More information

Critical Thinking 1. Contrast How could you tell the difference between a mafic rock and a felsic rock by looking at them?

Critical Thinking 1. Contrast How could you tell the difference between a mafic rock and a felsic rock by looking at them? CHAPTER 13 2 SECTION Volcanoes Volcanic Eruptions KEY IDEAS As you read this section, keep these questions in mind: How does the composition of magma affect volcanic eruptions and lava flow? What are the

More information

Volcano an opening in Earth s crust through which molten rock, gases, and ash erupt and the landform that develops around this opening.

Volcano an opening in Earth s crust through which molten rock, gases, and ash erupt and the landform that develops around this opening. Chapter 9 Volcano an opening in Earth s crust through which molten rock, gases, and ash erupt and the landform that develops around this opening. 3 Conditions Allow Magma to Form: Decrease in pressure

More information

Bryson Extra Credit Reading

Bryson Extra Credit Reading VOLCANOES New homework due next Tuesday, Nov 23 Extra Credit Chapter 14 The Fire Below due next Tuesday, Nov 23 Bryson Extra Credit Reading A Short History of Nearly Everything Chapter 14: The Fire Below

More information

The Nature of Igneous Rocks

The Nature of Igneous Rocks The Nature of Igneous Rocks Form from Magma Hot, partially molten mixture of solid liquid and gas Mineral crystals form in the magma making a crystal slush Gases - H 2 O, CO 2, etc. - are dissolved in

More information

1 Types of Volcanoes CHAPTER. Chapter 1. Types of Volcanoes

1 Types of Volcanoes CHAPTER.  Chapter 1. Types of Volcanoes CHAPTER 1 Types of Volcanoes Describe the magma compositions and characteristics of different types of volcanoes. What does an active volcano look like? Climbing up Mount St. Helens and looking into the

More information

Magma. Objectives. Describe factors that affect the formation of magma. Compare and contrast the different types of magma. Vocabulary.

Magma. Objectives. Describe factors that affect the formation of magma. Compare and contrast the different types of magma. Vocabulary. Magma Objectives Describe factors that affect the formation of magma. Compare and contrast the different types of magma. Vocabulary viscosity Magma Magma The ash that spews from some volcanoes can form

More information

Volcanology. The study of volcanoes

Volcanology. The study of volcanoes Volcanology The study of volcanoes Magma forms wherever temperature and pressure are high enough to melt rock. Some magma forms at the aesthenosphere Magma also forms at plate boundaries, where intense

More information

12.2 Volcanoes Looking inside a volcano What is a volcano? volcano magma magma chamber lava

12.2 Volcanoes Looking inside a volcano What is a volcano? volcano magma magma chamber lava 12.2 Volcanoes Early explorers noticed that many volcanoes were located near coastlines, but they didn t know why. One volcano that is near a coastline is Mount St. Helens in Washington state. This famous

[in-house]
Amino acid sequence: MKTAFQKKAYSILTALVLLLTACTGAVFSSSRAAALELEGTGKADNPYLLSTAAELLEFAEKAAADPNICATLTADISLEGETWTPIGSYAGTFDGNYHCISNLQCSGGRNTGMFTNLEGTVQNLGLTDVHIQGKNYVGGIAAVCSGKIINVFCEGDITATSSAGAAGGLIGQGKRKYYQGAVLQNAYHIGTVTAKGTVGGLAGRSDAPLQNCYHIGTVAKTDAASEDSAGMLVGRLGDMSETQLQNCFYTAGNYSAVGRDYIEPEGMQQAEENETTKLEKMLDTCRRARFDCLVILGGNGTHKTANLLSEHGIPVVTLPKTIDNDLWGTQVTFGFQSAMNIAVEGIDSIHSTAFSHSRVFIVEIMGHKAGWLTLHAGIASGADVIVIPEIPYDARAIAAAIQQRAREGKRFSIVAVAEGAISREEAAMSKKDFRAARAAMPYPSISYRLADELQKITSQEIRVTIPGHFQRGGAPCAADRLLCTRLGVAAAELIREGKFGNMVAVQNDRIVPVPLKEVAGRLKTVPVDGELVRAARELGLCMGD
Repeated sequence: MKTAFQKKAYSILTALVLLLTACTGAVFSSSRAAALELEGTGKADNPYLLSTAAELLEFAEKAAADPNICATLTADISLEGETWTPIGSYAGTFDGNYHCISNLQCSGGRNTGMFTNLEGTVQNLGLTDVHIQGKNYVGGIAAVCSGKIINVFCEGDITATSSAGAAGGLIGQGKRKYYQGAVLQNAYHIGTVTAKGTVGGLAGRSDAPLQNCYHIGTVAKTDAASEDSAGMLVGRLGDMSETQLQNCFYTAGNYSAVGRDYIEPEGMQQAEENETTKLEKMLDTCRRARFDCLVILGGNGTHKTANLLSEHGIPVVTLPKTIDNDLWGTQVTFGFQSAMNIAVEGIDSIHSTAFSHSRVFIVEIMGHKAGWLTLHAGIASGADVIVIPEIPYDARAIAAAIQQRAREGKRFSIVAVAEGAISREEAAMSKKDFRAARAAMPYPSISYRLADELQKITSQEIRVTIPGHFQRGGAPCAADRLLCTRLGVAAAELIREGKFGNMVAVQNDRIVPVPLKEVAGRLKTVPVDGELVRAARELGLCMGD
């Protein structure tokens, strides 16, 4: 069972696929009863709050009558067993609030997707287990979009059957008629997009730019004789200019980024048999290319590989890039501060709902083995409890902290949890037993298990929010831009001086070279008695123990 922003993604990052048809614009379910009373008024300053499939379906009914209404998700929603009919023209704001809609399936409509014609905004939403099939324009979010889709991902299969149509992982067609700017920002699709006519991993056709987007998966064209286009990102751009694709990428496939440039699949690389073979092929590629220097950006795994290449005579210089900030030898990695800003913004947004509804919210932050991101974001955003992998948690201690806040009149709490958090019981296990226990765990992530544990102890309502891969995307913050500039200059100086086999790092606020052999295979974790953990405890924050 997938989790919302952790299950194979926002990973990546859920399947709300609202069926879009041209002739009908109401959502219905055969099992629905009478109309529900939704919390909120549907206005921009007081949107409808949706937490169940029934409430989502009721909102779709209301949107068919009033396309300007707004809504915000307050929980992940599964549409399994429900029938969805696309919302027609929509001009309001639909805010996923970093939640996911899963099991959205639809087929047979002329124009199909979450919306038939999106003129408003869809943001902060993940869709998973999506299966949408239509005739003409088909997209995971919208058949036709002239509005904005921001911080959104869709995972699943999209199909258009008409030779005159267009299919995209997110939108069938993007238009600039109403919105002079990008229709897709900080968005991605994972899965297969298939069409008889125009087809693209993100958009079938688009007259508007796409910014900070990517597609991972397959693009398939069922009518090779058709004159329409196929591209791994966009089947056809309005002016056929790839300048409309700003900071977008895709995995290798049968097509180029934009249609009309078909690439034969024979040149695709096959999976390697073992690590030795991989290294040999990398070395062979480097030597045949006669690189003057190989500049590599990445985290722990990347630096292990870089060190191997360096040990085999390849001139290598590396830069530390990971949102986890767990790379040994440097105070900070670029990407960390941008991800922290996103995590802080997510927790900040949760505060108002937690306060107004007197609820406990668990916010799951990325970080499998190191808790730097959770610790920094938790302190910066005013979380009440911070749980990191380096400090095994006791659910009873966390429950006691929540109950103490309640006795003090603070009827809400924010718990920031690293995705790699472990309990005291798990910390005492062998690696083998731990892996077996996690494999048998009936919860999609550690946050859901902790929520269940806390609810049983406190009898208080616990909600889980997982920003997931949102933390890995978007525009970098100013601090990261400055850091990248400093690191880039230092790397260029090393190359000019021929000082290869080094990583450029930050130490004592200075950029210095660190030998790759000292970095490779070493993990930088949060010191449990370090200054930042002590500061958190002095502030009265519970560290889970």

More information

The locations of volcanoes are mostly determined by plate tectonics. convergent: tending to move toward one point or to approach each other

The locations of volcanoes are mostly determined by plate tectonics. convergent: tending to move toward one point or to approach each other Ch. 22.6 Volcanoes The locations of volcanoes are mostly determined by plate tectonics. Review Vocabulary convergent: tending to move toward one point or to approach each other IntroVolcanoes348 I. Zones

More information

Volcanoes. I Types of Volcanoes II Plutonic Activity III Plate Tectonics and Igneous Activity IV Magma and Lava V Types of Lava Flows

Volcanoes. I Types of Volcanoes II Plutonic Activity III Plate Tectonics and Igneous Activity IV Magma and Lava V Types of Lava Flows Volcanoes I Types of Volcanoes II Plutonic Activity III Plate Tectonics and Igneous Activity IV Magma and Lava V Types of Lava Flows 1 Some Definitions Igneous refers to processes and rocks involving or

More information

VOLCANOES. Homework due Wed./Thurs. I have a few copies left, or get by moodle or webpage

VOLCANOES. Homework due Wed./Thurs. I have a few copies left, or get by moodle or webpage VOLCANOES Homework due Wed./Thurs. I have a few copies left, or get by moodle or webpage Bowen s Reaction Series Oceanic basin tectonics http://my.execpc.com/~acmelasr/mountains/geogramsnf.html Icelandic

More information

Volcano Vocabulary ROCK CYCLE. Igneous REMELTED REMELTED BURIED BURIED HEAT ERODED DEPOSITED. Metamorphic Sedimentary ERODED, TRANSPORTED DEPOSITED

Volcano Vocabulary ROCK CYCLE. Igneous REMELTED REMELTED BURIED BURIED HEAT ERODED DEPOSITED. Metamorphic Sedimentary ERODED, TRANSPORTED DEPOSITED Volcano Vocabulary VOLCANISM VENT CRATER CALDERA QUIET ERUPTION EXPLOSIVE ERUPTION PYROCLASTIC DEBRIS CINDER CONE SHIELD VOLCANO COMPOSITE VOLCANO STRATO VOLCANO ACTIVE DORMANT EXTINCT INTRUSION DIKE SILL

More information

GEOL 10: Environmental Geology Activity 9: Topographic Maps and Mt. St. Helens. Name: Date: